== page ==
Nonetheless, our digital preferences have not affected all trades. Sure, audio, instant cameras, and even letter pressing are hovering over their extinction date. But there still remain certain manual trades that, for now, seem to be up and running in the same manner they did way back when.

The vital difference between analog technology and manual crafts is that the latter chiefly relies on human skill, while the former relies merely on passive usage. The disappearance of dark rooms did not occur because no one practiced photography anymore; but rather, because a newer, more convenient way to practice photography was introduced. Instead of photography strictly being a specialized trade, it is open to anyone who can get their hands on a camera. The same does not go for manual trades. We will always need buildings to be built, concrete to be laid, furniture to be designed, and pipes to be assembled, and unlike the analog world, manual craftsmanship has yet to be overshadowed by digital counterparts.

That is not to say that manual trades have not changed with the increase of digital developments. Modern day mechanics, for example, must master all the digital gizmos-GPS, trackers, embedded TV screens, reverse-mode cameras-we have come to love, things their counterparts of fifty years ago didn't need to know about.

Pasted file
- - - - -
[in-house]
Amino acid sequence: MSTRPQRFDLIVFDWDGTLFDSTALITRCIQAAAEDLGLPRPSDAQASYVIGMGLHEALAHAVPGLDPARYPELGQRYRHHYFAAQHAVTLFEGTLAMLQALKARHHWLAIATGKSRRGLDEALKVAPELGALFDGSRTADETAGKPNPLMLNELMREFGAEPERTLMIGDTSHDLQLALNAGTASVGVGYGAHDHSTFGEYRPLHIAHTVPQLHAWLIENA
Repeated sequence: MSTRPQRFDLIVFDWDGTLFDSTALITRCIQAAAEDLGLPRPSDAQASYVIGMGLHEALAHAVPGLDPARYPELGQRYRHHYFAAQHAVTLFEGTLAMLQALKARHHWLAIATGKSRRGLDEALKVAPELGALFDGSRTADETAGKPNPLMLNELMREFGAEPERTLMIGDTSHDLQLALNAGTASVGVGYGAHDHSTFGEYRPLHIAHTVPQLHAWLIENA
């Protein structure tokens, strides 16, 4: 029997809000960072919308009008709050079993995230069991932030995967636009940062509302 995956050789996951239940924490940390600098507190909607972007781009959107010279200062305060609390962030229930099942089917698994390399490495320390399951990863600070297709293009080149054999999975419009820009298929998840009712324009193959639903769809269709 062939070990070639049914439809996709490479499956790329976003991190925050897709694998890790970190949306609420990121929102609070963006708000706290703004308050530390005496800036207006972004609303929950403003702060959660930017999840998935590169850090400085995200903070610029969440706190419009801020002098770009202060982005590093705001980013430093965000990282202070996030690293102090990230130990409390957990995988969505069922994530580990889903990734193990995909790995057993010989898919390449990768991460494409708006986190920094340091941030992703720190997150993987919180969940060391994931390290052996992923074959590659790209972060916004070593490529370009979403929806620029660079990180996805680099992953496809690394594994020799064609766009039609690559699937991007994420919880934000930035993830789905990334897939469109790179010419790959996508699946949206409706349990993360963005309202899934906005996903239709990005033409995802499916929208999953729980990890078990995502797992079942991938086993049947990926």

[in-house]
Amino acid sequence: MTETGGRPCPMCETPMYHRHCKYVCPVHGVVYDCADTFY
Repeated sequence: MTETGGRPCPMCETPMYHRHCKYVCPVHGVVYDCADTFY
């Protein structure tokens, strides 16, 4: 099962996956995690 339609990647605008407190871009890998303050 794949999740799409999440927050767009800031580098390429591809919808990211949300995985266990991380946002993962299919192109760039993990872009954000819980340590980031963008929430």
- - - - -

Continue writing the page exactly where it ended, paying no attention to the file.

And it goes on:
Even still, manual trades seem to be of the few things that are safe from extinction in this digital world of ours. Even more reassuring is that trades-people continue to be trained through intense apprenticeships. Typically offered at a college or university, apprenticeship programs allow aspiring trades-people to learn their craft in a very traditional manner, viz. an intense mentor-protégé curriculum. As students learn theory in the classroom, they then have to put the theory into practice by working alongside masters of the trade.

A student enrolled in a plumber apprenticeship will learn everything from layout specifics to welding the final touches. Similarly, a student enrolled in a roofer apprenticeship will be learning about various roofing materials one day, and will be actually laying out fiberglass shingles the next.

The very idea of apprenticeships is quite endearing insofar as it emulates a sort of camaraderie between generations. As the masters of today reach their peak, they pass along their expertise to the young professionals that will follow suit. Regardless of what digital developments come next, I don't think anything can destroy that type of bond.

Thursday, January 5, 2012

Specialized Careers With a Focus on Communities

If you are thinking of pursuing a career that allows you to funnel your best skills and qualities straight into the community, you may want to consider earning certification in one of the following areas of specialization:

Instructor for Blind and Visually Impaired